January 1 2006
Project PRE, a $3.9 million grant from the U.S. Department of Education, encompasses multiple initiatives as it works to achieve the goals of teacher quality enhancement. Irene Brock, the project's lead co-director, and Linnea Rademaker, its evaluation director, have reported on the project's initiatives and successes at a number of recent conferences.
Karen Hamilton, assistant professor of curriculum, instruction and media technology (CIMT) and co-facilitator of Project PRE's Mentor Teacher Preparation (MTP) program, recently made a presentation with Rademaker on "Mentor Teacher Preparation: Mentors' and Teachers' Perceptions about Projected Mentor-Mentee Concerns Compared with Mentor Perceptions Post First-Year Mentoring" at the peer-reviewed Seventeenth Annual Ethnographic and Qualitative Research in Education (EQRE) conference at Cedarville University in Cedarville, Ohio. Their presentation was one of few from the conference selected for publication in an upcoming collection of conference proceedings to be published by Cambridge Press.
Brock and Rademaker also traveled to the 2005 Curriculum and Pedagogy Conference at Miami University in Oxford, Ohio. Their presentation, "Whose knowledge and how to teach it: Examining assumptions within a tripartite collaboration to reform teacher education" highlighted the development of the new teacher education program (TEP) - a key initiative of Project PRE.
They examined the issue of collaboration more deeply as they traveled to Washington, D.C., along with Ann Rider, co-director of Project PRE and associate dean of ISU's College of Arts and Sciences; Holly Pies, co-director of Project PRE and curriculum coordinator for the Vigo County School Corporation; Diana Quatroche, chairperson of the department of early, elementary and special education; David Hofmeister, chairperson of the department of curriculum, instruction and media technology at ISU; and Jay Gatrell, assistant professor in the department of geography, geology and anthropology, coordinator of social science education and administrative fellow in the College of Arts and Sciences. Their presentation at the Teacher Quality Enhancement grant conference, entitled "Partnering to Reform Education. Emphasis on the 'Partnering:' An Exercise in Collaboration," brought together the combined expertise of the PRE-tripartite - the College of Education, the content-area colleges, and the K-12 schools.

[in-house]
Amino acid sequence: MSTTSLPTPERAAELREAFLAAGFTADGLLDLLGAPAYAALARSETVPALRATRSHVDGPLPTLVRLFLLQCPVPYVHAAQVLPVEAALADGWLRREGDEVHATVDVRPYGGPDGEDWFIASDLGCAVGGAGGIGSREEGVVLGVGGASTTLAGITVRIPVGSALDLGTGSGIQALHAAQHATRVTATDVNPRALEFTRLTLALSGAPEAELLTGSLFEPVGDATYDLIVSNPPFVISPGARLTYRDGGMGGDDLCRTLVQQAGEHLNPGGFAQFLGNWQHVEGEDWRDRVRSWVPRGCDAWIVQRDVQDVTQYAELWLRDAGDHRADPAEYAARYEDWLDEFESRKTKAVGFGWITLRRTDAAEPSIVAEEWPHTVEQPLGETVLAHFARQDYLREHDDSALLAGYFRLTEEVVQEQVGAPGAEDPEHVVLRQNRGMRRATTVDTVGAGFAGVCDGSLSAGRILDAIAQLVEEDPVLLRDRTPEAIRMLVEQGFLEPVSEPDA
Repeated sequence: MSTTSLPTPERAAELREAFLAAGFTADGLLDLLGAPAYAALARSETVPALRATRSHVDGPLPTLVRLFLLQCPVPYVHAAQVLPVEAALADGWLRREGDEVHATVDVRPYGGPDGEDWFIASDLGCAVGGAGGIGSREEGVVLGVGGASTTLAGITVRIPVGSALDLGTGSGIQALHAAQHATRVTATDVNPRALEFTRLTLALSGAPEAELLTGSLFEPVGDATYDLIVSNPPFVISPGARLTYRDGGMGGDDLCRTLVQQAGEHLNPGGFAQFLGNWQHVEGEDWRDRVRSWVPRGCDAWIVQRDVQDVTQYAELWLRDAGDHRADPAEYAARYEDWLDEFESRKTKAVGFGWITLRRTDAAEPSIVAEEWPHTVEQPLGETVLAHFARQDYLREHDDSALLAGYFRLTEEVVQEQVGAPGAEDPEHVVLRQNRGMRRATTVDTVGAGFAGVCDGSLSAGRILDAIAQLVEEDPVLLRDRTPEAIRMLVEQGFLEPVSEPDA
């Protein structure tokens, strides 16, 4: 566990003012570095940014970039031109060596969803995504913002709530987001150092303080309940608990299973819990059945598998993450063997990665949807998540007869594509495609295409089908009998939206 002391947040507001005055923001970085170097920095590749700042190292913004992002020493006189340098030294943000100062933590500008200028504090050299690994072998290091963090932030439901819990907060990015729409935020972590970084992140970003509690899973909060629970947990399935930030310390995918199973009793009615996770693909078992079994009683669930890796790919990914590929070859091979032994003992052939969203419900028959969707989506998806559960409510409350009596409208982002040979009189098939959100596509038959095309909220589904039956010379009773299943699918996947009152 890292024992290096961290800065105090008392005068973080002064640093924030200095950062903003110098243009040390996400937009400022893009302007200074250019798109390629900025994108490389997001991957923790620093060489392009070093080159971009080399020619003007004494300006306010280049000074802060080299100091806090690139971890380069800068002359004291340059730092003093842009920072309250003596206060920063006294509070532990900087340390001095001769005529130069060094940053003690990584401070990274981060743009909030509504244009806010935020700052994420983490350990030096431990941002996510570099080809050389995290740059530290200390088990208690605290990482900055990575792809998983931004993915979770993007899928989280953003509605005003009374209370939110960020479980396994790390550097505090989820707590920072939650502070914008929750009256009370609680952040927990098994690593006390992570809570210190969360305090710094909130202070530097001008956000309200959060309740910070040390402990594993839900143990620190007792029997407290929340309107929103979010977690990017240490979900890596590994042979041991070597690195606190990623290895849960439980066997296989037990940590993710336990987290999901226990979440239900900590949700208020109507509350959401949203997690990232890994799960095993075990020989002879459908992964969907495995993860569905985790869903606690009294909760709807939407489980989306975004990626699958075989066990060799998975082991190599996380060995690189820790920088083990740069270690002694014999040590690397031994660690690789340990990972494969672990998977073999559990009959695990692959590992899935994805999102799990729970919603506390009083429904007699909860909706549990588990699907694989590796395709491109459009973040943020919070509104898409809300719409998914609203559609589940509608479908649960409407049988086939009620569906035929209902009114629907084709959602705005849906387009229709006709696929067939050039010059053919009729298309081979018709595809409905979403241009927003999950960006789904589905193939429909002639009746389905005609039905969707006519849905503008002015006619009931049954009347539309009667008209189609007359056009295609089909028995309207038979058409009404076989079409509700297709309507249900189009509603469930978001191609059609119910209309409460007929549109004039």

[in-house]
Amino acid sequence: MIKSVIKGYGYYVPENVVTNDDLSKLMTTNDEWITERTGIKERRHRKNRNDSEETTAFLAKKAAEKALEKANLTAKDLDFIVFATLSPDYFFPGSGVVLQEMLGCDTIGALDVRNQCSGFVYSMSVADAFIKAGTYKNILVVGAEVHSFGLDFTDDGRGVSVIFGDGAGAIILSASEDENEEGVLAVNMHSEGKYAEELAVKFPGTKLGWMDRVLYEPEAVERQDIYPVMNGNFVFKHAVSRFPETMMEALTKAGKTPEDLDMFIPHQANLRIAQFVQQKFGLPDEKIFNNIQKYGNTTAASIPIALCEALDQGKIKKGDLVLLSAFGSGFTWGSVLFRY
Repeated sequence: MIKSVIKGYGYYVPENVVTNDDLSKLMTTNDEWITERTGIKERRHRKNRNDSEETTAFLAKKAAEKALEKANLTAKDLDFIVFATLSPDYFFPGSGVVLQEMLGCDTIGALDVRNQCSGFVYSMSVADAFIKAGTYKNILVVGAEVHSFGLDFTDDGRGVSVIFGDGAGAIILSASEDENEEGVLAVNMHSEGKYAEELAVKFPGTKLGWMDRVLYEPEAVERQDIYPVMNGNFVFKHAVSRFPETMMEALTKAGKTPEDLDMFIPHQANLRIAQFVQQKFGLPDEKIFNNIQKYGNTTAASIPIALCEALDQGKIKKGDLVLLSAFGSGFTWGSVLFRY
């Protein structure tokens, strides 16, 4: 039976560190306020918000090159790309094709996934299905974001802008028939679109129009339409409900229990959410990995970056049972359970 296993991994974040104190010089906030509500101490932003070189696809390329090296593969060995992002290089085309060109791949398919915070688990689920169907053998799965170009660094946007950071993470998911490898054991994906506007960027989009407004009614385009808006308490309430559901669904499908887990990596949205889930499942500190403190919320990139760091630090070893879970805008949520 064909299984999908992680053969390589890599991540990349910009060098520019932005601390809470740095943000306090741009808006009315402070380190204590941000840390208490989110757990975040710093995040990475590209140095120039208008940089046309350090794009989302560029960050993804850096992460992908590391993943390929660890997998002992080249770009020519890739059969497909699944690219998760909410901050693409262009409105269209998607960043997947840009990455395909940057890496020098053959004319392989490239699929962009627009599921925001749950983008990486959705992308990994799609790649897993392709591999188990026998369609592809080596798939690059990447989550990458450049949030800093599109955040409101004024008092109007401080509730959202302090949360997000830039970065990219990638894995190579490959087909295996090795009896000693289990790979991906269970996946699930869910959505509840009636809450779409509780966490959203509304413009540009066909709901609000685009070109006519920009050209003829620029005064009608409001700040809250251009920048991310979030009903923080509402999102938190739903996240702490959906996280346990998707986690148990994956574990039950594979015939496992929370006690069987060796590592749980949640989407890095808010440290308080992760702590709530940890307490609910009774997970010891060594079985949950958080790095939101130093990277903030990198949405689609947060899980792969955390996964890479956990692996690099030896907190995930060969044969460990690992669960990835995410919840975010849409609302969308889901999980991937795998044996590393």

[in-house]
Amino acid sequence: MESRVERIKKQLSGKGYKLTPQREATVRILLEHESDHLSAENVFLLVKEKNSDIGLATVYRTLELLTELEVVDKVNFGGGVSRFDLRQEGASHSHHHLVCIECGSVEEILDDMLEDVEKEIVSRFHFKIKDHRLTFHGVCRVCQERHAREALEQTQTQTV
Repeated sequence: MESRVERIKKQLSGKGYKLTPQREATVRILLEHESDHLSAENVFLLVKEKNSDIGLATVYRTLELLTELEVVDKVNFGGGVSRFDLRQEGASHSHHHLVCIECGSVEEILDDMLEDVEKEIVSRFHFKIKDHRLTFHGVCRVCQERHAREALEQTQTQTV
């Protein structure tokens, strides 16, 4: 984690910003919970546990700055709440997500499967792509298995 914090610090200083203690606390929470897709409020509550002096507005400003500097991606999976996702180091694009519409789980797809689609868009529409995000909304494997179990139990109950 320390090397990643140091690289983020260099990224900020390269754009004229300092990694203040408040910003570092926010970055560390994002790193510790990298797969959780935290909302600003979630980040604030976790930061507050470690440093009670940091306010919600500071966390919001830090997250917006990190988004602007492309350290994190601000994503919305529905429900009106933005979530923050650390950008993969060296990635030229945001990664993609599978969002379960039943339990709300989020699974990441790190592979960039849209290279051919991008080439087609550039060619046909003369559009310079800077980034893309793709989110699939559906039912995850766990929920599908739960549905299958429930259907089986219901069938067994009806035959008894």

Rademaker and Deborah Flurkey, a graduate assistant for Project PRE and a doctoral candidate in CIMT, traveled to the combined American Evaluation Association and Canadian Evaluation Society conference in Toronto, Canada. They presented their paper, "Using a modified 'pragmatic parallel,' mixed-methods evaluation to realize the requests of multiple stakeholders in the evaluation of a grant-funded program." The session was aimed at examining the use of qualitative methods in the evaluation process.
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